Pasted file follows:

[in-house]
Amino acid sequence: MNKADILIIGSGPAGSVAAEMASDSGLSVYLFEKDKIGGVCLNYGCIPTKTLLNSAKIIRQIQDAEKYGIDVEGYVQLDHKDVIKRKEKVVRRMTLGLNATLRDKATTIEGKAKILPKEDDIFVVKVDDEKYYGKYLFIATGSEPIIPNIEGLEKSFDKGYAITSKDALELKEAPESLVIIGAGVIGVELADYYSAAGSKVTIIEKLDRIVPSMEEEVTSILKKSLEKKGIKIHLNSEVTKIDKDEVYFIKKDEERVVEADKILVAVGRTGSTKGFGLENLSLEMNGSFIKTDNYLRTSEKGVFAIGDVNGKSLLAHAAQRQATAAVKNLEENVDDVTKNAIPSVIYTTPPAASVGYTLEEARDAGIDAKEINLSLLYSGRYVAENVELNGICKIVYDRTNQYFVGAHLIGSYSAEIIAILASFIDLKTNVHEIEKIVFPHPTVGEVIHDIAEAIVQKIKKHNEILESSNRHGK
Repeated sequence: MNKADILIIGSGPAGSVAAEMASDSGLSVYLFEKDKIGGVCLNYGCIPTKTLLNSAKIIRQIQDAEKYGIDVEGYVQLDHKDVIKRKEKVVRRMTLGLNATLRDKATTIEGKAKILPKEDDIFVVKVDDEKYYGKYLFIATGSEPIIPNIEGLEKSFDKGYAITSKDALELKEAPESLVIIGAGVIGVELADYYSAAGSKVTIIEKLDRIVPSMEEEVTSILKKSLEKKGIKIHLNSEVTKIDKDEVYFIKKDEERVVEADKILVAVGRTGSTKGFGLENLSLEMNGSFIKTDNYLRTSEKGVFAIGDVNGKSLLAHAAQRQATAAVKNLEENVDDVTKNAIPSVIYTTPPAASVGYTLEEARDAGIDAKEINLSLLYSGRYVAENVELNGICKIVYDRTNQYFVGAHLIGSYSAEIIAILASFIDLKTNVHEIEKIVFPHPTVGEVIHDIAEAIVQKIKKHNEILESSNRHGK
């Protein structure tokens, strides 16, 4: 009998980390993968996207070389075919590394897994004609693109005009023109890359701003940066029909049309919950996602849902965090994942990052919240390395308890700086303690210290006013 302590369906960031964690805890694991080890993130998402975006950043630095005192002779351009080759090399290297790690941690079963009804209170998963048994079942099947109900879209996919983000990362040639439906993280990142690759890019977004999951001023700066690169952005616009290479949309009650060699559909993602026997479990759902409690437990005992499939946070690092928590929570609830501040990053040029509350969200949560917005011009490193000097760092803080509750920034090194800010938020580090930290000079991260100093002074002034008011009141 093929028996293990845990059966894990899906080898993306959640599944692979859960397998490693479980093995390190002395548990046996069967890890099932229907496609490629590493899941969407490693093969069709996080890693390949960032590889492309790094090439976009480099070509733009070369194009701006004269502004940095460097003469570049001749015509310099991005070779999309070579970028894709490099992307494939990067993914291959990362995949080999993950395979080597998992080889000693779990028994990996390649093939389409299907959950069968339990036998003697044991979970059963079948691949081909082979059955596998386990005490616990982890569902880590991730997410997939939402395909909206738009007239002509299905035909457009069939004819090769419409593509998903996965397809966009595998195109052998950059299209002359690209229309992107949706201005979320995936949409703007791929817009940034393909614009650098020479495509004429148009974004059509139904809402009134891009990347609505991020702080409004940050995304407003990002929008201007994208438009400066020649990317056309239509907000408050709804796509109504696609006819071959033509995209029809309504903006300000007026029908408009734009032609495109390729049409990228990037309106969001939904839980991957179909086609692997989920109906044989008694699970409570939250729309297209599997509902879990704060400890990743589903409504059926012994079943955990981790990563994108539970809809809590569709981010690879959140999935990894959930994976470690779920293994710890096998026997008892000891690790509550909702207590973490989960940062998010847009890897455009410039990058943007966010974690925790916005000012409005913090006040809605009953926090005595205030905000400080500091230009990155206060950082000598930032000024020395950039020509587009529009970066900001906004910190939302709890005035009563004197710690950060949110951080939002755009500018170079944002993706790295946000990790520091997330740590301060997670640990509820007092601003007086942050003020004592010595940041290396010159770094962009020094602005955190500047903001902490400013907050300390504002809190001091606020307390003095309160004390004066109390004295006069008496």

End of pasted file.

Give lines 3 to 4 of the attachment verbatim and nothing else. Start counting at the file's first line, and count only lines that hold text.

Repeated sequence: MNKADILIIGSGPAGSVAAEMASDSGLSVYLFEKDKIGGVCLNYGCIPTKTLLNSAKIIRQIQDAEKYGIDVEGYVQLDHKDVIKRKEKVVRRMTLGLNATLRDKATTIEGKAKILPKEDDIFVVKVDDEKYYGKYLFIATGSEPIIPNIEGLEKSFDKGYAITSKDALELKEAPESLVIIGAGVIGVELADYYSAAGSKVTIIEKLDRIVPSMEEEVTSILKKSLEKKGIKIHLNSEVTKIDKDEVYFIKKDEERVVEADKILVAVGRTGSTKGFGLENLSLEMNGSFIKTDNYLRTSEKGVFAIGDVNGKSLLAHAAQRQATAAVKNLEENVDDVTKNAIPSVIYTTPPAASVGYTLEEARDAGIDAKEINLSLLYSGRYVAENVELNGICKIVYDRTNQYFVGAHLIGSYSAEIIAILASFIDLKTNVHEIEKIVFPHPTVGEVIHDIAEAIVQKIKKHNEILESSNRHGK
């Protein structure tokens, strides 16, 4: 009998980390993968996207070389075919590394897994004609693109005009023109890359701003940066029909049309919950996602849902965090994942990052919240390395308890700086303690210290006013 302590369906960031964690805890694991080890993130998402975006950043630095005192002779351009080759090399290297790690941690079963009804209170998963048994079942099947109900879209996919983000990362040639439906993280990142690759890019977004999951001023700066690169952005616009290479949309009650060699559909993602026997479990759902409690437990005992499939946070690092928590929570609830501040990053040029509350969200949560917005011009490193000097760092803080509750920034090194800010938020580090930290000079991260100093002074002034008011009141 093929028996293990845990059966894990899906080898993306959640599944692979859960397998490693479980093995390190002395548990046996069967890890099932229907496609490629590493899941969407490693093969069709996080890693390949960032590889492309790094090439976009480099070509733009070369194009701006004269502004940095460097003469570049001749015509310099991005070779999309070579970028894709490099992307494939990067993914291959990362995949080999993950395979080597998992080889000693779990028994990996390649093939389409299907959950069968339990036998003697044991979970059963079948691949081909082979059955596998386990005490616990982890569902880590991730997410997939939402395909909206738009007239002509299905035909457009069939004819090769419409593509998903996965397809966009595998195109052998950059299209002359690209229309992107949706201005979320995936949409703007791929817009940034393909614009650098020479495509004429148009974004059509139904809402009134891009990347609505991020702080409004940050995304407003990002929008201007994208438009400066020649990317056309239509907000408050709804796509109504696609006819071959033509995209029809309504903006300000007026029908408009734009032609495109390729049409990228990037309106969001939904839980991957179909086609692997989920109906044989008694699970409570939250729309297209599997509902879990704060400890990743589903409504059926012994079943955990981790990563994108539970809809809590569709981010690879959140999935990894959930994976470690779920293994710890096998026997008892000891690790509550909702207590973490989960940062998010847009890897455009410039990058943007966010974690925790916005000012409005913090006040809605009953926090005595205030905000400080500091230009990155206060950082000598930032000024020395950039020509587009529009970066900001906004910190939302709890005035009563004197710690950060949110951080939002755009500018170079944002993706790295946000990790520091997330740590301060997670640990509820007092601003007086942050003020004592010595940041290396010159770094962009020094602005955190500047903001902490400013907050300390504002809190001091606020307390003095309160004390004066109390004295006069008496």